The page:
Jim Dickson

More things you might not know about Beaufort


This is for the “Come Here’s “and maybe some of the “Been Here’s ‘too, but mostly for the new people who have moved to Beaufort County in the past few years, who might have an interest in Beaufort County history. Beaufort County has one of the longest and most interesting histories of any place in what is now known as the United States.

Five hundred years of history has produced some extremely interesting people who came to settle the land, make their fortune and fight the wars. There were battles with native people, pirates, the Spanish, the British, and each other, but they were tough determined people and they lived through it all and prospered.

One of the first victories that the Patriots had over the British in the Revolutionary War was earned at Gray’s Hill near what is now MCAS Beaufort.

Take a drive out to Old Sheldon Church Road west of town, the first road past the traffic circle off of U.S. 21/17 going south to Savannah. It’s one of the most beautiful drives you will find and about half way to Yemassee on the right side of the road, you will see the ruins of Old Sheldon Church.

The original church was burned by the Royalists in the Revolutionary War, rebuilt after the war and burned again by federal troops in The Civil War. That’s the ruin you see today. Stop and walk around the site – there are some interesting tomb stones as well. It’s located on a plantation that was owned by the Bull family who were some of the first to settle the area.

Great fortunes were made in the cultivation of “Sea Island Cotton” which made Beaufort one of the wealthiest cities in colonial America. Many of the fine old homes that you see in the historical section came from that era, built by families like the Elliotts, Verdiers, Fripps, Jenkins, Sams, Rhetts, Fullers and Barnwells. A few of them returned after the Civil War to pick up their lives, and some are still here today. One pretty spring, day take one the horse and buggy rides around the historical area, you will be glad you did.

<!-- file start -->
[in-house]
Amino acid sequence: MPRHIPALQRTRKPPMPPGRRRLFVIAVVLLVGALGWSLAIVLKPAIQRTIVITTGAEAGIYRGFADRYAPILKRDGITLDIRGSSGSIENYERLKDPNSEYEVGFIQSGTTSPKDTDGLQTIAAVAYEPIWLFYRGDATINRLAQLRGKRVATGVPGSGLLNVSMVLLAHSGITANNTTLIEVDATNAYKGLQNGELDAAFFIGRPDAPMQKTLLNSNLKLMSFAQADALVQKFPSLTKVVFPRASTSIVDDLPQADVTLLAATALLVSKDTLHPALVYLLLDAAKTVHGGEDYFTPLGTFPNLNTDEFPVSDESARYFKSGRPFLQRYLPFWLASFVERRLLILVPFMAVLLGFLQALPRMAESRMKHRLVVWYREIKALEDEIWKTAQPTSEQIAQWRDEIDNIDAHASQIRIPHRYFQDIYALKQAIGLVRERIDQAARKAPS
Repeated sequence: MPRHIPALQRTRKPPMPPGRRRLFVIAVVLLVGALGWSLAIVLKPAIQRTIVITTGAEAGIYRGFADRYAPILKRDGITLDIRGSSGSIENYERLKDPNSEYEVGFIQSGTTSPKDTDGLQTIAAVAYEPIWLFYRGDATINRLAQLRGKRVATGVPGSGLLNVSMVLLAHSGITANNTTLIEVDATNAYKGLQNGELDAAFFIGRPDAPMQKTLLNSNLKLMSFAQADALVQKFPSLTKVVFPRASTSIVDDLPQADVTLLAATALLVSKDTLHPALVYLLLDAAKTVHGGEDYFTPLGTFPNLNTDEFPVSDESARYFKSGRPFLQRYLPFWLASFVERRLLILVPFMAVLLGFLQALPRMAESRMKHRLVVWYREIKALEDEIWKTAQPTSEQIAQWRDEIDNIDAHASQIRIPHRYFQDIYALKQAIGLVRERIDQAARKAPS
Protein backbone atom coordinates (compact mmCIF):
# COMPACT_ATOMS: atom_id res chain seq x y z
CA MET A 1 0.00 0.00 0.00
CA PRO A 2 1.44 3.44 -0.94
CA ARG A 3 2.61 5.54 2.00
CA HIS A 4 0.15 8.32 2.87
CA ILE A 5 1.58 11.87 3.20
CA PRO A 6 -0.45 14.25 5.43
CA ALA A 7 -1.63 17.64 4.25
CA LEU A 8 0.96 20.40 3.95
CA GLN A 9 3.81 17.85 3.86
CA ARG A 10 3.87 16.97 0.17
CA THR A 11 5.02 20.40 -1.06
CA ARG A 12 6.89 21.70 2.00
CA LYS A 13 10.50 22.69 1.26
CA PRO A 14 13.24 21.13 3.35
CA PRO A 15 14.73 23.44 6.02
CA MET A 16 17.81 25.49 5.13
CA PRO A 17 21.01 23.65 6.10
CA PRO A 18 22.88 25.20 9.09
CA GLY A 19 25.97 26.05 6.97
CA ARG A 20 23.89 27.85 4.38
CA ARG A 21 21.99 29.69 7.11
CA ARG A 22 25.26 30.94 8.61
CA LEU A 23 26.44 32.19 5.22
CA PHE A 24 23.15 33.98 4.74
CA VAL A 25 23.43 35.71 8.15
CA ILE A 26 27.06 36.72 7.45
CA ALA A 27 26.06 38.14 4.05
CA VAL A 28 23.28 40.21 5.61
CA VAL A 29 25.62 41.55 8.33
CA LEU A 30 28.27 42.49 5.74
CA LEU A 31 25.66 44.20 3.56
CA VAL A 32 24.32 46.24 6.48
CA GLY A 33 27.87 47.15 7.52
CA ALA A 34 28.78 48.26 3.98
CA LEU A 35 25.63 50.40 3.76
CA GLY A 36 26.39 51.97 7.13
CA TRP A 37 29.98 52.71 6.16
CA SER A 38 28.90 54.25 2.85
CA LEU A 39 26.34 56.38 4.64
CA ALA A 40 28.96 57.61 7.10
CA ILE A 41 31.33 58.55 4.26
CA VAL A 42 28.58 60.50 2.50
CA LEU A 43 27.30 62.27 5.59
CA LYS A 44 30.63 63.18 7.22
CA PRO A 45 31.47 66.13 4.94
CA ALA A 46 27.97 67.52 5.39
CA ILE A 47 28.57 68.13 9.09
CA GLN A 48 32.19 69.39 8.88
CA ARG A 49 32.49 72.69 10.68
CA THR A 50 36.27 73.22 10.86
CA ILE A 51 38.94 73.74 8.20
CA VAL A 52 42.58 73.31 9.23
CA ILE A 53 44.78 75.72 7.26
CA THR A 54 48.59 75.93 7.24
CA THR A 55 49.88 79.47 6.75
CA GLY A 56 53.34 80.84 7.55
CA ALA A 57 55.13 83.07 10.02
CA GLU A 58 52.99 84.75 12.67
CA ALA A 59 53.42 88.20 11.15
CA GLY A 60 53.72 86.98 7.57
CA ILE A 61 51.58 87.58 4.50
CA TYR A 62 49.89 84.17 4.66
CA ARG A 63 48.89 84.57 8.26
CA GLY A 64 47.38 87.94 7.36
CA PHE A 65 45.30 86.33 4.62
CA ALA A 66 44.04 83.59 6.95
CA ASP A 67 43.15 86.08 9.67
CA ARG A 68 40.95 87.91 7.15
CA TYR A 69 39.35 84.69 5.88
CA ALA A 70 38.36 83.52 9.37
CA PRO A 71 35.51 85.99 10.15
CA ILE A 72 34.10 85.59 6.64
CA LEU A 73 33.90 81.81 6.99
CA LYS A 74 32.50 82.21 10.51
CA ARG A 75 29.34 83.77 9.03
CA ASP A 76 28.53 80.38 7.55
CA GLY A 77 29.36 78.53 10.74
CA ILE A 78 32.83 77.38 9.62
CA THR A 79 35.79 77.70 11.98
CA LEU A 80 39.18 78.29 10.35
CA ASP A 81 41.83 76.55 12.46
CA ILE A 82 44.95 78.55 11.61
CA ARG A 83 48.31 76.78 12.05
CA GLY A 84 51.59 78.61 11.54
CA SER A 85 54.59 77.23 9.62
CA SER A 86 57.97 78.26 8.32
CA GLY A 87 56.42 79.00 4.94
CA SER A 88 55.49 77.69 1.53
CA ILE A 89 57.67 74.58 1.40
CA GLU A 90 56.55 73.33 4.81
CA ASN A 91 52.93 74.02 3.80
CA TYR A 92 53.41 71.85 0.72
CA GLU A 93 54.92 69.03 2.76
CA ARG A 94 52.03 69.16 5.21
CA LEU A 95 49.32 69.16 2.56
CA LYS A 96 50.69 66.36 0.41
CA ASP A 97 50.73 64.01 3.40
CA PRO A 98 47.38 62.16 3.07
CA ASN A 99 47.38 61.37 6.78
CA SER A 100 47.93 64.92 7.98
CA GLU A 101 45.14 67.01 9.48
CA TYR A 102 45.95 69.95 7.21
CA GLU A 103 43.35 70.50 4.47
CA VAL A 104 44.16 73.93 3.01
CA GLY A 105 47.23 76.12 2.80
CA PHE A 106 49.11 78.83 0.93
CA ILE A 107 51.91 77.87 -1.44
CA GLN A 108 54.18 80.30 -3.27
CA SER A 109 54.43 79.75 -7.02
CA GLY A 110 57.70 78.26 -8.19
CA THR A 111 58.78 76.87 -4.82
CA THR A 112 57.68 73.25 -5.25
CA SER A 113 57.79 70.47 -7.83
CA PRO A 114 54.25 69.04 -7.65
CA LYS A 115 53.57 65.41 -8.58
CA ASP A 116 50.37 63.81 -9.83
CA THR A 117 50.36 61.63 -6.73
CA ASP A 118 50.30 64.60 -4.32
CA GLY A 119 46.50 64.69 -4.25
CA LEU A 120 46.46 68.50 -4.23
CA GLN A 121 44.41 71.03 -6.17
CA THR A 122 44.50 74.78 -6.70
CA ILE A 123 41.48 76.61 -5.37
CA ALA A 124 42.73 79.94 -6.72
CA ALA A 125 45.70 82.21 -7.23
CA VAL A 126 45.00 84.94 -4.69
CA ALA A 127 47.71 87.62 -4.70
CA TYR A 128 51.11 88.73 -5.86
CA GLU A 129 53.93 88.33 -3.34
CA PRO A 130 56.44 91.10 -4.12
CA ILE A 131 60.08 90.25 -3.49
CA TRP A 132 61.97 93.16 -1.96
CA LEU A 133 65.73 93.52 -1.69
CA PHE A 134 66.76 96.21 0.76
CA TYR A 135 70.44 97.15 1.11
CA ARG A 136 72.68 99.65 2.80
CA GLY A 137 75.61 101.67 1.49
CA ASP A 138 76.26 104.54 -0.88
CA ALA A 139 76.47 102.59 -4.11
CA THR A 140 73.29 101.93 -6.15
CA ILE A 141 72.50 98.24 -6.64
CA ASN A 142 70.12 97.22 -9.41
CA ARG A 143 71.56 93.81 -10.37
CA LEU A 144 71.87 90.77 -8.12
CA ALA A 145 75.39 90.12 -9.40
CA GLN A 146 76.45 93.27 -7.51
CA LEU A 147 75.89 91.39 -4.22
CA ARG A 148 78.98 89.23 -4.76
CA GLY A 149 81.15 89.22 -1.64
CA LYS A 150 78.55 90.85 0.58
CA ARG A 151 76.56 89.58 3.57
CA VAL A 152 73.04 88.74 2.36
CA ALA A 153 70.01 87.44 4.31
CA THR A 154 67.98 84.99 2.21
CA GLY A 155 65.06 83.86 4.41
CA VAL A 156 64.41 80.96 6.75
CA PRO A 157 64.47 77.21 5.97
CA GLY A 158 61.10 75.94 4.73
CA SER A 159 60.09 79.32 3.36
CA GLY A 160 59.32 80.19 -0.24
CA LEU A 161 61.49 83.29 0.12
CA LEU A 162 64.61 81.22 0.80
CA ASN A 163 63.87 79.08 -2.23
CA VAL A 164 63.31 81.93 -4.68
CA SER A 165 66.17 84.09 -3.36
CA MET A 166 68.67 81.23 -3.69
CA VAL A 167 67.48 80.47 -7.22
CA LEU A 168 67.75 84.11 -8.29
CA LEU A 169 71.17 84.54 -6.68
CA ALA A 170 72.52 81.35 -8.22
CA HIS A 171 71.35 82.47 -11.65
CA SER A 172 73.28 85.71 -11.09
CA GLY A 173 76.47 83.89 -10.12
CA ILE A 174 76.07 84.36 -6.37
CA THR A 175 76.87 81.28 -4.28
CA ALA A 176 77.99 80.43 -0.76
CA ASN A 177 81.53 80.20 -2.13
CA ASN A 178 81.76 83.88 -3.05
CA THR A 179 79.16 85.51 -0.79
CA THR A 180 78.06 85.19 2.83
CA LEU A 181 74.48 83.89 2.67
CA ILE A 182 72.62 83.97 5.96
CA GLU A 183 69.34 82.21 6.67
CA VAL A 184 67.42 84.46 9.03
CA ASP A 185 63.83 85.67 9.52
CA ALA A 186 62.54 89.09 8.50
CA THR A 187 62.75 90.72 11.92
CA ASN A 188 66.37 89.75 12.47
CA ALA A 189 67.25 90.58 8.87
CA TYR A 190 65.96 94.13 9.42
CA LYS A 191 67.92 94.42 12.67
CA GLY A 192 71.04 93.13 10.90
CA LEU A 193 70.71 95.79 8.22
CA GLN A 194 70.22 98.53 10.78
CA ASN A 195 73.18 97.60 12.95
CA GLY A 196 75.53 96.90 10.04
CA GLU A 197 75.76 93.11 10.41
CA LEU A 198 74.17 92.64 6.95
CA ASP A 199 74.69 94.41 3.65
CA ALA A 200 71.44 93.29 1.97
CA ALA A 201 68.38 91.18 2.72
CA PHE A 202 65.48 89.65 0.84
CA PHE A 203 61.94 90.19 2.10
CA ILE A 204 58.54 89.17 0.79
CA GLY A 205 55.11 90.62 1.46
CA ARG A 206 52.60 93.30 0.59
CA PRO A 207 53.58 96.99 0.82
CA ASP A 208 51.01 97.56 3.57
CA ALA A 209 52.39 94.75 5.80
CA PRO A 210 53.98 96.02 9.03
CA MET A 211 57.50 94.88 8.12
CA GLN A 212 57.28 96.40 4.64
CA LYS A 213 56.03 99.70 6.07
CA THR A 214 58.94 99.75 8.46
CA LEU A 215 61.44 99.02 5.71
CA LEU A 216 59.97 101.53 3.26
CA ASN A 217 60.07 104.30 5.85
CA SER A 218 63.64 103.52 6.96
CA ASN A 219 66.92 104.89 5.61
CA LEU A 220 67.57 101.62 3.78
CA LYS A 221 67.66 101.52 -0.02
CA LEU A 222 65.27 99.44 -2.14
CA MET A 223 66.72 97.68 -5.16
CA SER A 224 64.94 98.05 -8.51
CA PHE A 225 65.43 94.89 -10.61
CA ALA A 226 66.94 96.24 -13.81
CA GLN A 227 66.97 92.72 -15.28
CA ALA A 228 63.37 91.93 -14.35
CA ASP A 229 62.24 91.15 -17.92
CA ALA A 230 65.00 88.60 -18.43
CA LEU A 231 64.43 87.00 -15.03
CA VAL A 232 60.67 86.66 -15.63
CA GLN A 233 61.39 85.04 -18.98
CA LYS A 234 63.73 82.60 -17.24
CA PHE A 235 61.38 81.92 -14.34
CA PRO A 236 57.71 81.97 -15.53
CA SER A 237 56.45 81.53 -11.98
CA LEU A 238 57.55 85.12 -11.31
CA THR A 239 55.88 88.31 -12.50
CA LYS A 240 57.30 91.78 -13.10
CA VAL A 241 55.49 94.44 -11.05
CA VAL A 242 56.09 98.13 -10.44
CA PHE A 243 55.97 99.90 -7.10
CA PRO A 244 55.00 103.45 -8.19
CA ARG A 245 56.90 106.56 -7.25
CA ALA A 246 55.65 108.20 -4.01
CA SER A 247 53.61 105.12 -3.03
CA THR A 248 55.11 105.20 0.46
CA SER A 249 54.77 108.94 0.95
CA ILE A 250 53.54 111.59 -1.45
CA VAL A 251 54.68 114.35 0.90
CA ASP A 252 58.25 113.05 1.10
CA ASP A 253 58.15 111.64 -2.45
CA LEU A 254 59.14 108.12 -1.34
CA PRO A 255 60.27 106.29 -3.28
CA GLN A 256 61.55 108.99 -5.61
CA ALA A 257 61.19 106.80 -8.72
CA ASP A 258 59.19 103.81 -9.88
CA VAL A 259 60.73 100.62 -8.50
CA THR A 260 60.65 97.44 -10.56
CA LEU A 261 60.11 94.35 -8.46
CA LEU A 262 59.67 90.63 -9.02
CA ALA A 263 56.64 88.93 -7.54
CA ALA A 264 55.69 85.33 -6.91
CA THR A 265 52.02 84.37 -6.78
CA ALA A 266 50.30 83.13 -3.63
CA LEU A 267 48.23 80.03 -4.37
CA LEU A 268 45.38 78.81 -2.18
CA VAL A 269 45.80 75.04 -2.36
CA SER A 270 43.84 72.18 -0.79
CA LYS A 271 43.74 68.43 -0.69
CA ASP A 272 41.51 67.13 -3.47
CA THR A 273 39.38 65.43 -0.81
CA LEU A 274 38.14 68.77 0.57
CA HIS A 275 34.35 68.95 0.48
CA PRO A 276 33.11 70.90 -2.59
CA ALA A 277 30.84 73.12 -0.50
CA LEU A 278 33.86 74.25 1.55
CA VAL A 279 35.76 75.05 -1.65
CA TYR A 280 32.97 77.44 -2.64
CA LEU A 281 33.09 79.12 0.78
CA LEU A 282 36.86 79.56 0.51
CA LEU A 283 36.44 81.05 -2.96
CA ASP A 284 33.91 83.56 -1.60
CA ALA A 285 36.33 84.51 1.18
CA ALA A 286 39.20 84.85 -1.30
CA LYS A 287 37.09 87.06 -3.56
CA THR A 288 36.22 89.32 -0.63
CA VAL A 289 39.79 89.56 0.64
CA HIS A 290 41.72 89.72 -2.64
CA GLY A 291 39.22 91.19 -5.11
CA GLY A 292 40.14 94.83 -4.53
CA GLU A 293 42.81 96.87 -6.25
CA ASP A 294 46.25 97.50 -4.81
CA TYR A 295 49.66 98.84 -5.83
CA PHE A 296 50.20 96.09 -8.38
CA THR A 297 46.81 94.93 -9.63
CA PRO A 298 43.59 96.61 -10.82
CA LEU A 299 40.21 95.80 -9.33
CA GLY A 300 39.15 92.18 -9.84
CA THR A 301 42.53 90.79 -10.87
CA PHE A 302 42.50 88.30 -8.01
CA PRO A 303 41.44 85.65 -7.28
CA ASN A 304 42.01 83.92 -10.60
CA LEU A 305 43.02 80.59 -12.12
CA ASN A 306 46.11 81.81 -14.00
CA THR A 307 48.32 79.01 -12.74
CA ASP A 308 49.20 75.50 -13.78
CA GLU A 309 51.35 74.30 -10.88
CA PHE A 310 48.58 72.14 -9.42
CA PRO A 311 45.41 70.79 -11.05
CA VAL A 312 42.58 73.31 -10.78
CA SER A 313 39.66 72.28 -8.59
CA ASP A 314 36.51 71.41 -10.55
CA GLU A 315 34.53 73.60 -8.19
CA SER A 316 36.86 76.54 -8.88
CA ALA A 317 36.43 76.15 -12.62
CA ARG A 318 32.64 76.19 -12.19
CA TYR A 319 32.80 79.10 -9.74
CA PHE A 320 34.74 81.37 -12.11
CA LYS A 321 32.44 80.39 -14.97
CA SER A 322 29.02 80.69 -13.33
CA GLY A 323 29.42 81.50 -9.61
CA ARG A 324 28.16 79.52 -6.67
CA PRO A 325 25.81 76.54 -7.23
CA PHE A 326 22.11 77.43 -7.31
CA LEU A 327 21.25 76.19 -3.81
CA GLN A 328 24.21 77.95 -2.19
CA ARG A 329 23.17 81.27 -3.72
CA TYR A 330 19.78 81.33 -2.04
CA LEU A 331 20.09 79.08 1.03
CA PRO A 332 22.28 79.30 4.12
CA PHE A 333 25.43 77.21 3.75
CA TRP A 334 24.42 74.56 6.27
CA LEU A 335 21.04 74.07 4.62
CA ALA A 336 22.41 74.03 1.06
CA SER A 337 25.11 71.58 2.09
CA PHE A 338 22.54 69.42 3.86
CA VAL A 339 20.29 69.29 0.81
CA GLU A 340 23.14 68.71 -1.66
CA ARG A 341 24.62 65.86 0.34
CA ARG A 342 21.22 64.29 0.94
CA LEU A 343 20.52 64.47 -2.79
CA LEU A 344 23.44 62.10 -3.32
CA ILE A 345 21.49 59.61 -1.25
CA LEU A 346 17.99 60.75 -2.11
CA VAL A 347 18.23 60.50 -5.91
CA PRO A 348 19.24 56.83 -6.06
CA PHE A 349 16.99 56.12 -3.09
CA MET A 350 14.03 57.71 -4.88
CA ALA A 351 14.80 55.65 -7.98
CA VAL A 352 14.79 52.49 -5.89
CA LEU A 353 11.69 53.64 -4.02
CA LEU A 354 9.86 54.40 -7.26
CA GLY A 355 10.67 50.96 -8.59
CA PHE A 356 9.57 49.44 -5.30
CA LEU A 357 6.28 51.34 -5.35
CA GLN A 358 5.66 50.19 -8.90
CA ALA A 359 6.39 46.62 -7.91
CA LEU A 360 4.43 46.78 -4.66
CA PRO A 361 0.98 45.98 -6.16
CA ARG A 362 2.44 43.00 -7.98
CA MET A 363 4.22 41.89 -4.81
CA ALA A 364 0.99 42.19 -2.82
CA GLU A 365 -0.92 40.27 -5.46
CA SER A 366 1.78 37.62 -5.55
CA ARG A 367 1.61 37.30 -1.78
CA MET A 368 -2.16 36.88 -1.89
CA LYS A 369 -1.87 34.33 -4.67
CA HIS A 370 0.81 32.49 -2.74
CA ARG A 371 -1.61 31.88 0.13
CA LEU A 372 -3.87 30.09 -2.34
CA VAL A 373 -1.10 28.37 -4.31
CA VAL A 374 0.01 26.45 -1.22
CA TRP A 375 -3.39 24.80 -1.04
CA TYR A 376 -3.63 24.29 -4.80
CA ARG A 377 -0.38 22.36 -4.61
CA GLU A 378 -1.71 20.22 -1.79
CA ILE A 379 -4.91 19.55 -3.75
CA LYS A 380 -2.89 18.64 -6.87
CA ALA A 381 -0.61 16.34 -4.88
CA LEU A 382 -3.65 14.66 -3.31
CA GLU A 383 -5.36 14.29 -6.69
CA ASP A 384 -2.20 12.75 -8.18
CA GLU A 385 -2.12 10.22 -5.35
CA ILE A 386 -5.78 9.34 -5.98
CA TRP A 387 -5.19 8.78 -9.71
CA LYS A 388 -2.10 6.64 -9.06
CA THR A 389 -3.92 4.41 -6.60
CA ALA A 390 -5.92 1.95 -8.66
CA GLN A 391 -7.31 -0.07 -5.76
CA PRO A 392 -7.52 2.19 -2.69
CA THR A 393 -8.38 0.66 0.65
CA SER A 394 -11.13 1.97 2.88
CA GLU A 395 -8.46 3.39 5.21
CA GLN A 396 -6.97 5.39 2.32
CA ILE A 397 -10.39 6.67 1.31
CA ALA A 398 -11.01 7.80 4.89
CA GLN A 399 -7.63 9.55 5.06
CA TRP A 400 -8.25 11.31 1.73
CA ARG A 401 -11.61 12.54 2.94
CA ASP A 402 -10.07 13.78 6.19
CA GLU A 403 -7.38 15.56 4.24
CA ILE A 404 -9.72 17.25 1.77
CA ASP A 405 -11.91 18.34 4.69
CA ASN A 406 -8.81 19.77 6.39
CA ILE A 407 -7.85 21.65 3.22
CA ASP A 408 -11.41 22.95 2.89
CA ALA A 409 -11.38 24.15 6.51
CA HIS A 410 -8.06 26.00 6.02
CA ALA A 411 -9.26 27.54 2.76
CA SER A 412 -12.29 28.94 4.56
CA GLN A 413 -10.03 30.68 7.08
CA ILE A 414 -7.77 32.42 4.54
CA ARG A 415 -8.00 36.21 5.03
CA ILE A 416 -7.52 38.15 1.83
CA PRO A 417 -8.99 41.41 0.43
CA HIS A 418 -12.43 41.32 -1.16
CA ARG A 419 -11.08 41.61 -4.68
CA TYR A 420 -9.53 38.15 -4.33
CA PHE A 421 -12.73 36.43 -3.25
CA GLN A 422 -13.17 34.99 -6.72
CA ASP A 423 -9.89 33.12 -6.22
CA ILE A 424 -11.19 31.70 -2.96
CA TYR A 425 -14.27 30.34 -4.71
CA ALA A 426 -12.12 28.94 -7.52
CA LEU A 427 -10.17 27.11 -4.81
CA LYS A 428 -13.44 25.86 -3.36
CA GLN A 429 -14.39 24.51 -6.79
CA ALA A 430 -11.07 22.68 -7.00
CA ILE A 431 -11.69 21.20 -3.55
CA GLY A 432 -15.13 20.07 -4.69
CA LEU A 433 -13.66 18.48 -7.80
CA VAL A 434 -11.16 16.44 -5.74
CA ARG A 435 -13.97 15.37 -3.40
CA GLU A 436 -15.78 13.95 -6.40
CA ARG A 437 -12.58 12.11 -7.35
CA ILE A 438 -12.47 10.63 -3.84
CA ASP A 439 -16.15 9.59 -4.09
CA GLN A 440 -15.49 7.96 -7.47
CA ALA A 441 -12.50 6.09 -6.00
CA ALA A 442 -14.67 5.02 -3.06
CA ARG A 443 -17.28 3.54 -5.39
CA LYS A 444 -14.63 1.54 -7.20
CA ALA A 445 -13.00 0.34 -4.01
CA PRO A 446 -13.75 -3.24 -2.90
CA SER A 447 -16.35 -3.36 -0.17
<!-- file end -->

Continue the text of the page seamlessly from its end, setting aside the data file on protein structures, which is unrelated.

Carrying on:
The years after the Civil War brought much change to Beaufort County. Reconstruction produced new leaders like Niels Christensen, Laura Towne and Robert Smalls. Don’t miss the Smalls memorial and grave at the Tabernacle Baptist Church at 901 Craven. Reverend Kenneth Hodges is also working to build a suitable memorial on the church grounds to highlight the remarkable life of Harriet Tubman.

Much of Civil War and Reconstruction History took place in Beaufort County. Thanks to the efforts of former mayor Billy Keyserling and many others, Beaufort is now home to The Reconstruction Era National Historical Park. It’s headquartered downtown at 706 Craven Street. While you are at it, walk across the street to the Arsenel.

Take Sea Island Parkway out to St. Helena Island, and when you get to Frogmore Corners at the intersection of Martin Luther King Blvd, stop at historic McDonald Market Place and look around the old store. Turn right on MLK and stop at Penn Center, don’t miss the museum, and then on to Fort Fremont.

Fort Fremont was built in 1899 during the Spanish American War to protect the U.S. Naval Station across the river at Parris Island. There is a history center with information about the fort.

Much is owed to people like former Mayor Henry C. Chambers, who was the moving force behind the beautiful down town Waterfront Park, and current Mayor Stephen Murray, whose entrepreneurial leadership is finding ways to provide good jobs for young people to stay and live in Beaufort. Beaufort has had strong leadership in the past and still does today, which is one reason Beaufort is such a great place to live.

If you want to know more please read “The History of Beaufort South Carolina” by Beaufort native, Larry Rowland and his fellow authors. The three volumes take you through 500 years of the history and are full of fascinating people and events.

Born, raised and educated in the Southwest, Jim Dickson served in the U.S. Navy Reserve in Vietnam before a 35-year business career. Retired to St. Helena Island, Dickson and his wife are fiscally conservative, socially moderate and active in Republican politics, though they may not always agree with Republicans. Having lived around the country and traveled around the world, Dickson believes that the United States truly is the land of opportunity.

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